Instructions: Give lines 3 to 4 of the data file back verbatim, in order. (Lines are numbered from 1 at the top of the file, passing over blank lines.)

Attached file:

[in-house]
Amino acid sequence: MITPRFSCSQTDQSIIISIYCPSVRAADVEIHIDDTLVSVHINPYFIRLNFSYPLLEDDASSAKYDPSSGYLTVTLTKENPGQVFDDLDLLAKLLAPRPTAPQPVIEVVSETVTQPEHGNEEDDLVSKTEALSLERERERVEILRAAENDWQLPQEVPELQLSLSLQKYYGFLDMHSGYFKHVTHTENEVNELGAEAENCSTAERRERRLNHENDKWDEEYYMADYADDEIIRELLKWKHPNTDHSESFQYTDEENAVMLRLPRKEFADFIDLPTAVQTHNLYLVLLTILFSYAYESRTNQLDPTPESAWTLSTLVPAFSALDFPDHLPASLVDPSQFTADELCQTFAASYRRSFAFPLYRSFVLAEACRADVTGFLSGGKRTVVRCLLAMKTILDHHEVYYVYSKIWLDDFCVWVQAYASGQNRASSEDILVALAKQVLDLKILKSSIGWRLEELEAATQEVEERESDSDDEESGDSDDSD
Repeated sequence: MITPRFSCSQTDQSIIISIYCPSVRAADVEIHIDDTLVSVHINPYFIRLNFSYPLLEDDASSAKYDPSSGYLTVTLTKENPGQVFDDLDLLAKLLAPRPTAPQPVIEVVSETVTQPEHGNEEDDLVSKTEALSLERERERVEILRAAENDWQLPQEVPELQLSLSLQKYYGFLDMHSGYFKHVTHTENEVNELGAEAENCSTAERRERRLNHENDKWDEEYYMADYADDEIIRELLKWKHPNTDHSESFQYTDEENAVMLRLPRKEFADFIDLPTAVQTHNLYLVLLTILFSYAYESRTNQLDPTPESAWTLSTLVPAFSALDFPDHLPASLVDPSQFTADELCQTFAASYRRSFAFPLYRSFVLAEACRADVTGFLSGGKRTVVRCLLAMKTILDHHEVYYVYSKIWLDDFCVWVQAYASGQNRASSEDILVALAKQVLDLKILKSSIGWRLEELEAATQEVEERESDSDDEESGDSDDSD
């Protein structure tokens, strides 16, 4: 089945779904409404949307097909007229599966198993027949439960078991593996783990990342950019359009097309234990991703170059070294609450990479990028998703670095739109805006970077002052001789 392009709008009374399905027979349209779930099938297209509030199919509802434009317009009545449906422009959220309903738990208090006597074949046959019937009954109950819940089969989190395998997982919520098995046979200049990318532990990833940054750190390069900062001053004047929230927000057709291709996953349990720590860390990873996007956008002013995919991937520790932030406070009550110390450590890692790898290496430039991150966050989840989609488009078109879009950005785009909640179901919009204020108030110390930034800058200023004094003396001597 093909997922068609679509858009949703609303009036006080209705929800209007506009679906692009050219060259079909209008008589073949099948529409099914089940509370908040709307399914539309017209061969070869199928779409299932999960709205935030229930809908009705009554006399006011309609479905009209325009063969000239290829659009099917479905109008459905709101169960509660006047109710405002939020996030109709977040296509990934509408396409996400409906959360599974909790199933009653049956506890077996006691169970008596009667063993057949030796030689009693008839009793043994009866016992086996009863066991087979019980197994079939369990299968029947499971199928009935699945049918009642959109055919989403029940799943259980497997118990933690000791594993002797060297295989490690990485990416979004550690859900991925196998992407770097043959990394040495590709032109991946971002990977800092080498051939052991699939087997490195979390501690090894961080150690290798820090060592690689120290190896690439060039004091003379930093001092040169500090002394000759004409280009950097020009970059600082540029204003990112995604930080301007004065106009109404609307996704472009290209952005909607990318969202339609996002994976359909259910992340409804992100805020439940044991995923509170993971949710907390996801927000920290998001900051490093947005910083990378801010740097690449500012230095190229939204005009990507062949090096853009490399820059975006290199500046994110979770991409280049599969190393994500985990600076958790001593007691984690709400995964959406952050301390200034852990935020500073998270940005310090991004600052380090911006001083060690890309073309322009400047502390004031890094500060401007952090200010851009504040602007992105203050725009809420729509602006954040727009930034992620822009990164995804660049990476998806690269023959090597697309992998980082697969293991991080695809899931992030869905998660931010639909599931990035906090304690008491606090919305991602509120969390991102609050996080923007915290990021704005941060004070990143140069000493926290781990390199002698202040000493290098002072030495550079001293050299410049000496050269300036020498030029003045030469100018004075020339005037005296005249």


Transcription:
Repeated sequence: MITPRFSCSQTDQSIIISIYCPSVRAADVEIHIDDTLVSVHINPYFIRLNFSYPLLEDDASSAKYDPSSGYLTVTLTKENPGQVFDDLDLLAKLLAPRPTAPQPVIEVVSETVTQPEHGNEEDDLVSKTEALSLERERERVEILRAAENDWQLPQEVPELQLSLSLQKYYGFLDMHSGYFKHVTHTENEVNELGAEAENCSTAERRERRLNHENDKWDEEYYMADYADDEIIRELLKWKHPNTDHSESFQYTDEENAVMLRLPRKEFADFIDLPTAVQTHNLYLVLLTILFSYAYESRTNQLDPTPESAWTLSTLVPAFSALDFPDHLPASLVDPSQFTADELCQTFAASYRRSFAFPLYRSFVLAEACRADVTGFLSGGKRTVVRCLLAMKTILDHHEVYYVYSKIWLDDFCVWVQAYASGQNRASSEDILVALAKQVLDLKILKSSIGWRLEELEAATQEVEERESDSDDEESGDSDDSD
């Protein structure tokens, strides 16, 4: 089945779904409404949307097909007229599966198993027949439960078991593996783990990342950019359009097309234990991703170059070294609450990479990028998703670095739109805006970077002052001789 392009709008009374399905027979349209779930099938297209509030199919509802434009317009009545449906422009959220309903738990208090006597074949046959019937009954109950819940089969989190395998997982919520098995046979200049990318532990990833940054750190390069900062001053004047929230927000057709291709996953349990720590860390990873996007956008002013995919991937520790932030406070009550110390450590890692790898290496430039991150966050989840989609488009078109879009950005785009909640179901919009204020108030110390930034800058200023004094003396001597 093909997922068609679509858009949703609303009036006080209705929800209007506009679906692009050219060259079909209008008589073949099948529409099914089940509370908040709307399914539309017209061969070869199928779409299932999960709205935030229930809908009705009554006399006011309609479905009209325009063969000239290829659009099917479905109008459905709101169960509660006047109710405002939020996030109709977040296509990934509408396409996400409906959360599974909790199933009653049956506890077996006691169970008596009667063993057949030796030689009693008839009793043994009866016992086996009863066991087979019980197994079939369990299968029947499971199928009935699945049918009642959109055919989403029940799943259980497997118990933690000791594993002797060297295989490690990485990416979004550690859900991925196998992407770097043959990394040495590709032109991946971002990977800092080498051939052991699939087997490195979390501690090894961080150690290798820090060592690689120290190896690439060039004091003379930093001092040169500090002394000759004409280009950097020009970059600082540029204003990112995604930080301007004065106009109404609307996704472009290209952005909607990318969202339609996002994976359909259910992340409804992100805020439940044991995923509170993971949710907390996801927000920290998001900051490093947005910083990378801010740097690449500012230095190229939204005009990507062949090096853009490399820059975006290199500046994110979770991409280049599969190393994500985990600076958790001593007691984690709400995964959406952050301390200034852990935020500073998270940005310090991004600052380090911006001083060690890309073309322009400047502390004031890094500060401007952090200010851009504040602007992105203050725009809420729509602006954040727009930034992620822009990164995804660049990476998806690269023959090597697309992998980082697969293991991080695809899931992030869905998660931010639909599931990035906090304690008491606090919305991602509120969390991102609050996080923007915290990021704005941060004070990143140069000493926290781990390199002698202040000493290098002072030495550079001293050299410049000496050269300036020498030029003045030469100018004075020339005037005296005249």